About 20 chiefs and church leaders from Honiara and the settlements around the capital recently gathered in a Wakabaot Toktok session, organised by the RAMSI community outreach program to discuss the Mission’s scaling down.
The program for the Wakabaot Toktok held at the RAMSI offices at the Lelei Resort in West Honiara included presentations by the RSIPF, the Government and the Mission. But the different sessions soon turned into discussions on what Solomon Islands’ leaders, including chiefs and church leaders, should do to move the country forward as RAMSI transitions.
The discussions became very passionate with the chiefs and church leaders considering their own roles in the communities they serve and what the national government should be doing to assist Solomon Islands build on what RAMSI had done since it arrived in 2003.
But at the same time the chiefs and church leaders also expressed some reservations about the Royal Solomon Islands Police Force and urged the RAMSI Participating Police Force to continue to work with the local police to bring back its integrity and discipline in the four years that they will remain in Solomon Islands after July this year.
They also wanted Solomon Islands national leaders to have a vision for the country’s development.
“RSIPF must win back the hearts of the public. The RAMSI PPF must push hard on the RSIPF to regain its integrity and discipline. But at the same time, we the community leaders and members of the public must not blame the police all the time. It’s our responsibility as community leaders to help our own people as well,” says Joe Ririmae, a former RSIPF officer who is now assisting the community at Henderson in East Honiara.
Another former RSIPF officer, Steven Firibae, who is now a community leader in the Borderline area in east Honiara, expressed support for the downsizing of RAMSI after ten years. He’s happy that the Mission had got rid of most ofthe guns in the communities.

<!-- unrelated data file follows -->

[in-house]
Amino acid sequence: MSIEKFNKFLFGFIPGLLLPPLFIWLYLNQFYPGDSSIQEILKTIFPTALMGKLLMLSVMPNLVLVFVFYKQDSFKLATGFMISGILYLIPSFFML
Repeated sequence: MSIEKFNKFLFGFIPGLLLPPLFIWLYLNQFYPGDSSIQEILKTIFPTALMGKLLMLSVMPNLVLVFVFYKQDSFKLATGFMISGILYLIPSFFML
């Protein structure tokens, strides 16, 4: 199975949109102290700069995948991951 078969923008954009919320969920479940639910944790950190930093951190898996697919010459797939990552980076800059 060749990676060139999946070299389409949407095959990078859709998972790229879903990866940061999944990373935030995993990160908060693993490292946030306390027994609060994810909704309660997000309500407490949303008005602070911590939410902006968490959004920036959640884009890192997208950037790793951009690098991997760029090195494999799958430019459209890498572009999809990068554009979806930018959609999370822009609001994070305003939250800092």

“We must change the minds of our people, not to steal and not to quarrel. There’s too many domestic problems in our communities. There’s too much frustration. If we call the police and they do not come quickly, as community leaders let us resolve these problems the way our grandfathers have done for many years. It seems we have forgotten the custom way of solving such problems. Let us not depend too much on the police,” said Mr Firibae.
Adrian Smith, Archbishop of Honiara described RAMSI as a successful mission when compared to other similar missions in other parts of the world.
“I was scared about the idea of RAMSI when it was first discussed but it came in with a good mixture of people from the region. Very few interventions in the world have been as successful as RAMSI,” said Archbishop Smith, who has served in various parts of Solomon Islands since 1966.
Archbishop Smith however expressed some reservations about the development that has taken place in the country over the years.
“What we have seen is basically re-development of the same areas that have been developed before. What the country needs is new development in areas such as the Weathercoast of Guadalcanal which has seen little development over the years.
“Development must be shared. The leadership of Solomon Islands must spread development throughout the country. When there’s no development, there’s no employment. The youth become frustrated and this is what led to the social unrest in our country. We have a lot of resources, but there’s no infrastructure,” said Archbishop Smith.
Other church leaders at the Wakabaot TokTok urged their colleagues in the country to challenge their membership to change their attitude. Change the attitude of people from an emphasis belonging to a particular province to an emphasis on being part of the nation of Solomon Islands.
The Reverend Eddie Rubaha, currently Rector of the Saint Barnabas Cathedral in Honiara summed it all up like this:
“RAMSI can’t be here forever, but we the people of this nation should become our own RAMSI. The Mission is part of the healing process in this country after the social unrest. The long lasting healing will come from ourselves. We must have a vision for our country. We leaders must make sure we do not become part of the problem.